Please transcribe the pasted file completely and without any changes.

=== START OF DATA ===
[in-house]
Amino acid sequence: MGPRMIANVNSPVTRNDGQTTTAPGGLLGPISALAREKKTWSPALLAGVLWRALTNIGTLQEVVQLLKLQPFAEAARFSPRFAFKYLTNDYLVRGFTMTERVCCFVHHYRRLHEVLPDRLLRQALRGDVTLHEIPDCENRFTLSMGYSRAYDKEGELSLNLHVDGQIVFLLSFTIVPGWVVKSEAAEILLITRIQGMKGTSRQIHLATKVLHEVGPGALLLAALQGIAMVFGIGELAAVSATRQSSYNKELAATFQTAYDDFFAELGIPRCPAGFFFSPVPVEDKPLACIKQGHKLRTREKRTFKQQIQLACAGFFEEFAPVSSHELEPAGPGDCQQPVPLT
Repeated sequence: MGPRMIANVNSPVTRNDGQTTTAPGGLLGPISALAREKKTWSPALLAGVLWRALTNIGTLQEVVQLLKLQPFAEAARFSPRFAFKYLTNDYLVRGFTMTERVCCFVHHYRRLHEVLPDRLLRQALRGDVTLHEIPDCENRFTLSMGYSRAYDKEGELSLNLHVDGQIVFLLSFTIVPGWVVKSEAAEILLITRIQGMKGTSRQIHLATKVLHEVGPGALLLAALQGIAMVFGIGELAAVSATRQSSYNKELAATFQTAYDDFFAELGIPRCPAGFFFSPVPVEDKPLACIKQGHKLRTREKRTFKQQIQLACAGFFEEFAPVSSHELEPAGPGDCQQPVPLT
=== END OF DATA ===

[in-house]
Amino acid sequence: MGPRMIANVNSPVTRNDGQTTTAPGGLLGPISALAREKKTWSPALLAGVLWRALTNIGTLQEVVQLLKLQPFAEAARFSPRFAFKYLTNDYLVRGFTMTERVCCFVHHYRRLHEVLPDRLLRQALRGDVTLHEIPDCENRFTLSMGYSRAYDKEGELSLNLHVDGQIVFLLSFTIVPGWVVKSEAAEILLITRIQGMKGTSRQIHLATKVLHEVGPGALLLAALQGIAMVFGIGELAAVSATRQSSYNKELAATFQTAYDDFFAELGIPRCPAGFFFSPVPVEDKPLACIKQGHKLRTREKRTFKQQIQLACAGFFEEFAPVSSHELEPAGPGDCQQPVPLT
Repeated sequence: MGPRMIANVNSPVTRNDGQTTTAPGGLLGPISALAREKKTWSPALLAGVLWRALTNIGTLQEVVQLLKLQPFAEAARFSPRFAFKYLTNDYLVRGFTMTERVCCFVHHYRRLHEVLPDRLLRQALRGDVTLHEIPDCENRFTLSMGYSRAYDKEGELSLNLHVDGQIVFLLSFTIVPGWVVKSEAAEILLITRIQGMKGTSRQIHLATKVLHEVGPGALLLAALQGIAMVFGIGELAAVSATRQSSYNKELAATFQTAYDDFFAELGIPRCPAGFFFSPVPVEDKPLACIKQGHKLRTREKRTFKQQIQLACAGFFEEFAPVSSHELEPAGPGDCQQPVPLT